Abstract 18659: Electrical Stimulation of the Intact Right Cervical Vago-Sympathetic Trunk Decreases Myocardial Norepinehrine Spillover in the Setting of Sympathetic Activation
Introduction: Cervical vagus nerve electrical stimulation (VNS) has been shown to improve functional indices in the setting of heart failure with depressed parasympathetic control. However, the cervical vagus nerve trunk contains sympathetic fibers which upon stimulation could paradoxically increase cardiac sympathetic drive and negatively affect the effects of VNS. This study assessed the cardiac hemodynamic/catecholamines effects of acute cervical intact-nerve VNS in vivo.
Methods: Ten beagle dogs (10.2 ± 0.7 kg) were anesthetized/instrumented with a clinically-applicable right-cervical VNS stimulation cuff/system. The effects of acute VNS stimulation (4 - 8 mA) on systemic/left-ventricular (LV) hemodynamics, and systemic/coronary sinus norepinephrine (NE) levels/spillover were assessed both under control conditions and compensatory cardiac sympathetic stimulation during induced hypotension (SNP, 2-5 ug/kg/min IV).
Results: Under control conditions, acute VNS triggered small dose-dependent increases in both systemic pressures (e.g., 9 ± 2% at 4mA) and arterial NE levels (e.g., 111.8 ± 16.3 at 8mA vs. 66.5 ± 10.0 pg/mL). However, VNS had negligible effects in both heart rate (HR: -1 ± 4% at 8mA) and myocardial NE spillover (11.4 ± 21.0 at 8mA vs. 31.0 ± 15.2 pg/mL), suggesting that VNS did not have a direct cardiac sympathetic effect. SNP decreased systemic pressures (97 ± 6 to 65 ± 5 mmHg), while increasing HR (87 ± 9 to 141 ± 10 bpm), estimated LV contractility (+86 ± 16%), and myocardial NE spillover (20.9 ± 11.4 to 70.3 ± 17.8 pg/mL), in line with an elevated cardiac sympathetic drive. In this setting, acute VNS markedly decreased cardiac NE spillover (-174 ± 62%, to -15.2 ± 20.2 pg/mL) and HR (-26 ± 5%, to 111 ± 7 bpm), while preserving systemic/LV hemodynamics. VNS also improved indices of LV relaxation under both control and enhanced sympathetic drive conditions (e.g., dP/dtmin: +20 ±10% and tau: -28 ± 4%).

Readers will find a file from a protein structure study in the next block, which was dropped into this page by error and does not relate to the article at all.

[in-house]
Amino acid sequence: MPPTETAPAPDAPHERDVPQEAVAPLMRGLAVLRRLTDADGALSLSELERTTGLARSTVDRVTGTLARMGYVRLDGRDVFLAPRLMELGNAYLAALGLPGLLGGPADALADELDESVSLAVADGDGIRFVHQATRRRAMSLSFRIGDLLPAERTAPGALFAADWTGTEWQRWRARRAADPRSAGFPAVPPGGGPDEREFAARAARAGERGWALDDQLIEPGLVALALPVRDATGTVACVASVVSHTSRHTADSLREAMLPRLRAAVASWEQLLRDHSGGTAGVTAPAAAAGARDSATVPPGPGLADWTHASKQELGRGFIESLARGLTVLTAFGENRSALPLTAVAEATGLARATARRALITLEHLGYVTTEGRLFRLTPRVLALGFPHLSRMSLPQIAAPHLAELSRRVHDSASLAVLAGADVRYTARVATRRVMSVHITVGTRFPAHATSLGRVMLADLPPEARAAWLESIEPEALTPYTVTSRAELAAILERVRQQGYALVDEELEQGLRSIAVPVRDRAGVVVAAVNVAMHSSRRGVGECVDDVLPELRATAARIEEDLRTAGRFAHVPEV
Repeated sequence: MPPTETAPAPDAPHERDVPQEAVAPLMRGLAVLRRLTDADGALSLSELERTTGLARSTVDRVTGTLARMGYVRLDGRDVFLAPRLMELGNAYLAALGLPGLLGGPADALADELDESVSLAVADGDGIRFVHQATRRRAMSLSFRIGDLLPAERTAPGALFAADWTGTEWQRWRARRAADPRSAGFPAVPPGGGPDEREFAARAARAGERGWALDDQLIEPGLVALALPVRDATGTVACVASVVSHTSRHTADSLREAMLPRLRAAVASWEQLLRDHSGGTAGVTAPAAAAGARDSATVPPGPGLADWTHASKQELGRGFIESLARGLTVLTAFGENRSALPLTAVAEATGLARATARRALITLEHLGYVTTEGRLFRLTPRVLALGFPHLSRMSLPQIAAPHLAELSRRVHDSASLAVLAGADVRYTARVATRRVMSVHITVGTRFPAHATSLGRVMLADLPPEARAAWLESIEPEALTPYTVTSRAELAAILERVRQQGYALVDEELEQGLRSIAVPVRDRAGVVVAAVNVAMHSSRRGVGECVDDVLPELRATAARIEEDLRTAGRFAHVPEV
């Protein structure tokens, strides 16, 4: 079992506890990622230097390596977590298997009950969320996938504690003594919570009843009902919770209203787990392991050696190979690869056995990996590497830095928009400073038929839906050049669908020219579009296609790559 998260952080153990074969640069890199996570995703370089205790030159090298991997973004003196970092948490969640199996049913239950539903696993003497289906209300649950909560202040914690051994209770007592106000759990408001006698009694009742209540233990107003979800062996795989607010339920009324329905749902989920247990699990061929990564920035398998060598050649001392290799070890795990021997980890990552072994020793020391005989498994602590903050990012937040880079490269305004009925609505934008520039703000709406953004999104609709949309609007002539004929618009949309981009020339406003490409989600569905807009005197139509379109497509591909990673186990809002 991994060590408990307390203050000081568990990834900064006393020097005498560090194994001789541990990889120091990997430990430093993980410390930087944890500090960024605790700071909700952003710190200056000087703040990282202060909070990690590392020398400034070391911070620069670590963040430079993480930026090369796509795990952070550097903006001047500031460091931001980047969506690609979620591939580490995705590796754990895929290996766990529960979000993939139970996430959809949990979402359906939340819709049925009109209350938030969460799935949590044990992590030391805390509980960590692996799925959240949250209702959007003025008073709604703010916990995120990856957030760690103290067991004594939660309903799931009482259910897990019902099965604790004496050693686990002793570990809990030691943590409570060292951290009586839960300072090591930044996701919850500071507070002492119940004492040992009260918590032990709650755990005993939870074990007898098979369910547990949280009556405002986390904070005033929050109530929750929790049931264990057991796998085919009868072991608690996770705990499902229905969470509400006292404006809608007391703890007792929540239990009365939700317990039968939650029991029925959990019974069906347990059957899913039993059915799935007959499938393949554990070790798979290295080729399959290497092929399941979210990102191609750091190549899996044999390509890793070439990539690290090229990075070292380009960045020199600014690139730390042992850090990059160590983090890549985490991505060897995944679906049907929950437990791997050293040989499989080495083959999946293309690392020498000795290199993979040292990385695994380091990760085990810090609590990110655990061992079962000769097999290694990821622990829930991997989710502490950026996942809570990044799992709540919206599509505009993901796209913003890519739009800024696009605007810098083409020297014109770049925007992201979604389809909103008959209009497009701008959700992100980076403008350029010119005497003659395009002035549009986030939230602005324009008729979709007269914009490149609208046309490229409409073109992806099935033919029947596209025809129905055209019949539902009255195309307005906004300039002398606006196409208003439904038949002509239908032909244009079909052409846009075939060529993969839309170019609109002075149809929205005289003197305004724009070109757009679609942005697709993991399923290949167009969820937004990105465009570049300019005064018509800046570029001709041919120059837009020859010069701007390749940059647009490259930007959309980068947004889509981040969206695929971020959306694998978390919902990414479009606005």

Conclusions: Clinically-applicable acute electrical stimulation of the intact right-cervical vagus nerve not only does not enhance cardiac sympathetic drive but promotes ventricular relaxation and decreases cardiac NE spillover in the setting of sympathetic activation, thereby providing cardioprotection without adverse off target actions.
Author Disclosures: C.L. del Rio: Research Grant; Significant; Medtronic. G.E. Geist: None. B.L. Youngblood: None. E. Ferris: None. Y. Ueyama: None. M. Cismowski: None. G.E. Billman: Research Grant; Significant; Medtronic. P.J. Schwartz: Research Grant; Significant; Medtronic.
- © 2016 by American Heart Association, Inc.